How one Salem company is helping out with the shortage of personal protective equipment

Nadia Kifyak and Russ Monk, managers at WaterShed, Inc., try on new medical gowns that their company has recently begun producing in response to the shortage of personal protective equipment. (Caleb Wolf/Salem Reporter)

NOTE: Salem Reporter is providing free access to its content related to the coronavirus as a community service. Subscriptions are vital to continue this so please sign up today.

Hospitals across the country have faced a dire shortage of gloves, makes, gowns and other personal protective equipment during the COVID-19 outbreak.

But Salem Health has found a partial solution in its own backyard.

After hearing about the shortages of personal protective equipment, Russ Monk, operations director for WaterShed, Inc. began looking for ways the company could retool its operations to help out with the shortage. The 35-year-old company makes raingear and outerwear for police, fire, military personnel and industrial workers. With the COVID-19 outbreak, he said that the frontline responders are now doctors, nurses and other health care workers. The company has pivoted to manufacturing medical gowns to help address shortages.

“Protecting our frontline people is what we do,” said Monk, standing in the company’s headquarters in Northeast Salem, a building peppered with signs reminding employees to maintain social distancing.

Monk reached out to state Rep. Paul Evans, a Monmouth Democrat who chairs the House Committee on Veterans and Emergency Preparedness. Evans said in an email he helped put him in touch with Salem Health to get the company manufacturing needed personal protective equipment.

The result is a homegrown medical gown that’s designed to prevent health care workers from being exposed to the coronavirus.

Karl Wright, director of supply chain services for Salem Health, said that Monk, whose two sons were born at Salem Health, approached the health care provider with a real desire to help. After some initial discussion, Monk presented Salem Health with a prototype of the gown.

“We looked at it and thought, ‘hey, this could be a winner,’” said Wright. He shared it with the hospital’s chief medical officer and lead nurses who agreed.

The hospital ordered an initial 25,000 gowns and will follow up with another order of 100,000, said Wright. He described the gowns as being reasonably priced at under $2 apiece.

Wright said that a good gown needs to be impervious to prevent fluids or droplets from landing on a health care worker’s clothing or skin, which could cause them to contract the virus or spread it elsewhere. He said it also needs to be breathable, similar to the Gortex jackets that WaterShed makes.

Monk credited Dr. Lloyd Hiebert, a retired anesthesiologist, who worked with the company to direct it to the right material supply and ensure that the gowns were properly designed for a medical setting.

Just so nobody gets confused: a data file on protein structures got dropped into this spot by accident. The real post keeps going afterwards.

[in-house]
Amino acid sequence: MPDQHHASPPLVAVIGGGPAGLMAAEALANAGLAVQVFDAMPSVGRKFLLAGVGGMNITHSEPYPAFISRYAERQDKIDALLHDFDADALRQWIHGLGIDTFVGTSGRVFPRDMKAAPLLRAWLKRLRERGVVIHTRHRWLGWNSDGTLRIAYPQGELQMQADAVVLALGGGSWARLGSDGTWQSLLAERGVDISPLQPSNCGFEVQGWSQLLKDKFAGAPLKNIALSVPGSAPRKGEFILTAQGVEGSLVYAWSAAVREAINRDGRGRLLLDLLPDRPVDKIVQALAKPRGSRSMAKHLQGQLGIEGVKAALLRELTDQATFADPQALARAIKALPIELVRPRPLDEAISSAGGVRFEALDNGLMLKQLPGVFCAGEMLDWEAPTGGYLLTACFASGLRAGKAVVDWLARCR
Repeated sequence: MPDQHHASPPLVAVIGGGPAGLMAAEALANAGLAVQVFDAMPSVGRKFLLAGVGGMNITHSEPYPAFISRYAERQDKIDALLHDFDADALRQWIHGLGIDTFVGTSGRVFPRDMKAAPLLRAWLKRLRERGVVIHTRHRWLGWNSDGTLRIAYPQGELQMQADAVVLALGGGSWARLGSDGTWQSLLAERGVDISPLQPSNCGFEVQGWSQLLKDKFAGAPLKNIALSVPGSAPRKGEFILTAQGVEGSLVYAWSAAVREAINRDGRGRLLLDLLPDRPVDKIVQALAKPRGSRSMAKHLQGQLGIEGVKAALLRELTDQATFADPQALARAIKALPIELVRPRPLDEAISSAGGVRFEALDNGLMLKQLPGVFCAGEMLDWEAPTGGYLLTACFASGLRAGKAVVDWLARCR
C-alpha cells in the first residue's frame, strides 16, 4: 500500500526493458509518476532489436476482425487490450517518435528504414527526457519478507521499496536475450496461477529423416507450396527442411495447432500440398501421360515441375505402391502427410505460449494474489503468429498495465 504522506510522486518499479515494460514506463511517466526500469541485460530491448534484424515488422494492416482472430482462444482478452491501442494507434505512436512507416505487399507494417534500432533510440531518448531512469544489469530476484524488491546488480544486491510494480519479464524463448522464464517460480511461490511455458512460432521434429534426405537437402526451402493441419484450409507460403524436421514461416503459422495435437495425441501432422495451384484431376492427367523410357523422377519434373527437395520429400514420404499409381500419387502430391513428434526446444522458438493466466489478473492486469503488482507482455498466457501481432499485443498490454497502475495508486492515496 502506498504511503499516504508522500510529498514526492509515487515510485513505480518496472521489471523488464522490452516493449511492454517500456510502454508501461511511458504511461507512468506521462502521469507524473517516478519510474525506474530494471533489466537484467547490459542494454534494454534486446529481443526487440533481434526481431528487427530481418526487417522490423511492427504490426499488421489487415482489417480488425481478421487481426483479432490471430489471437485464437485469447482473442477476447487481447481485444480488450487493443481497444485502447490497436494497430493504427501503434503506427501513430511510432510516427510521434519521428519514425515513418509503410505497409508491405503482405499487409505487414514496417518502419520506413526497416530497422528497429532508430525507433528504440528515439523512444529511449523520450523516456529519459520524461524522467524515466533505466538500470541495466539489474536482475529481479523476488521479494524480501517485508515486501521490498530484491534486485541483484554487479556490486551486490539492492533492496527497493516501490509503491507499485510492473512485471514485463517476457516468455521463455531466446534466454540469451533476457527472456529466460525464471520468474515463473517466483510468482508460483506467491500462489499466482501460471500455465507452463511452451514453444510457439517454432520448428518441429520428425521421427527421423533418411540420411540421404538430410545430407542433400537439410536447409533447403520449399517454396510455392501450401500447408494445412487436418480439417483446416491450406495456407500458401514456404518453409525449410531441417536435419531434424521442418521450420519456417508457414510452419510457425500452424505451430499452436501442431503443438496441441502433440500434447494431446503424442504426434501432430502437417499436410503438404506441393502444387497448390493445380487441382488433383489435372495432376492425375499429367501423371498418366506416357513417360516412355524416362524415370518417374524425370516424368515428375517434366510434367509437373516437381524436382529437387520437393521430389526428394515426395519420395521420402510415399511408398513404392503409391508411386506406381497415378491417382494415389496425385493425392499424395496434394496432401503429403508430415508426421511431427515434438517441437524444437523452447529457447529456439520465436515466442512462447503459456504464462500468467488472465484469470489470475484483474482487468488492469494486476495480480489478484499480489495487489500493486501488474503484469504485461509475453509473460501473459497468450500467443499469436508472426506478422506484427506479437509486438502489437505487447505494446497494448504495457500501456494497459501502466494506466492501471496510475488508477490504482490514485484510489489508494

In a room in Watershed’s production facility lined with rolls of fabric, Monk described how the gowns will be made. The light polypropylene fabric will glide across an air hockey-like surface to a production table. There, a computerized system will use an inches-long vibrating blade, Monk likened to a miniature samurai sword, to cut the layers of fabric into the gowns. From there the gowns, lined with felt, will be heat sealed rather than sewn.

“Each one of those holes is a place bugs can get into,” said Monk.

Monk said the company will start reaching out to other area hospitals but doesn’t have plans to get into producing masks or gloves.

The gowns are just one part of solving the crisis around personal protective equipment.

Wright said that during the outbreak, the hospital uses around 1,500 gowns a day, a number that’s at risk of climbing back up. He said it also uses up to 3,000 regular medical masks daily as well as up to 800 n95 respirator masks.

Manufacturers of personal protective equipment have relied on supply chains from overseas, which have been disrupted during the outbreak. Since then, reports have emerged of health care workers having to reuse equipment or improvise by wearing goggles or wrapping their feet in trash bags.

“The national supply chain for healthcare, I believe, it’s been in bad shape for quite a while,” said Wright. “And you have an event like this and it raises its ugly head.”

With supply chains disrupted, there are efforts to make personal protective equipment closer to home. The situation has prompted Nike to get into the business of making personal protective equipment. Salem Health has also appealed to the community to help sew protective masks, which drew an overwhelming response.

Wright said he’s grateful for all the community support.

“I can’t tell you how many people have just really wanted to do everything they can to help us,” he said. “And I wish that I had more things I could send their way.”

 Contact reporter Jake Thomas at 503-575-1251 or [email protected] or @jakethomas2009.